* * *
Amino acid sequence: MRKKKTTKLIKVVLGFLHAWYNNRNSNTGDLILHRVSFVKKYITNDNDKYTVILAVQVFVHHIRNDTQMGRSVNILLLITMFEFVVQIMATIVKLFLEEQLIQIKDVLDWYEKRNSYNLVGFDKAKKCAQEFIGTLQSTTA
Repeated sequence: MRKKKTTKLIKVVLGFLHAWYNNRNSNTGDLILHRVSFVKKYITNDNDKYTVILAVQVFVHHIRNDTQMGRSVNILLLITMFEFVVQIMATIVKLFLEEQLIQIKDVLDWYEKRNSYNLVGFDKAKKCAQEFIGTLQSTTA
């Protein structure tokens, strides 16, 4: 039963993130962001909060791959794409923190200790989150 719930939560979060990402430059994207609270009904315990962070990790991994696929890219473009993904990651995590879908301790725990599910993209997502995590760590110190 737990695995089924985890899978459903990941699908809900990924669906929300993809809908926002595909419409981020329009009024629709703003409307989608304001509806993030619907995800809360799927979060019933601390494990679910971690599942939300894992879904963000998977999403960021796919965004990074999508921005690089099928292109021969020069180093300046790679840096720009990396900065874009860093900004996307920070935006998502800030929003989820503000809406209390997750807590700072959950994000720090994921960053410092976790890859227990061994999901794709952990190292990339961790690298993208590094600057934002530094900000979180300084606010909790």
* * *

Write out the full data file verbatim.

Amino acid sequence: MRKKKTTKLIKVVLGFLHAWYNNRNSNTGDLILHRVSFVKKYITNDNDKYTVILAVQVFVHHIRNDTQMGRSVNILLLITMFEFVVQIMATIVKLFLEEQLIQIKDVLDWYEKRNSYNLVGFDKAKKCAQEFIGTLQSTTA
Repeated sequence: MRKKKTTKLIKVVLGFLHAWYNNRNSNTGDLILHRVSFVKKYITNDNDKYTVILAVQVFVHHIRNDTQMGRSVNILLLITMFEFVVQIMATIVKLFLEEQLIQIKDVLDWYEKRNSYNLVGFDKAKKCAQEFIGTLQSTTA
């Protein structure tokens, strides 16, 4: 039963993130962001909060791959794409923190200790989150 719930939560979060990402430059994207609270009904315990962070990790991994696929890219473009993904990651995590879908301790725990599910993209997502995590760590110190 737990695995089924985890899978459903990941699908809900990924669906929300993809809908926002595909419409981020329009009024629709703003409307989608304001509806993030619907995800809360799927979060019933601390494990679910971690599942939300894992879904963000998977999403960021796919965004990074999508921005690089099928292109021969020069180093300046790679840096720009990396900065874009860093900004996307920070935006998502800030929003989820503000809406209390997750807590700072959950994000720090994921960053410092976790890859227990061994999901794709952990190292990339961790690298993208590094600057934002530094900000979180300084606010909790």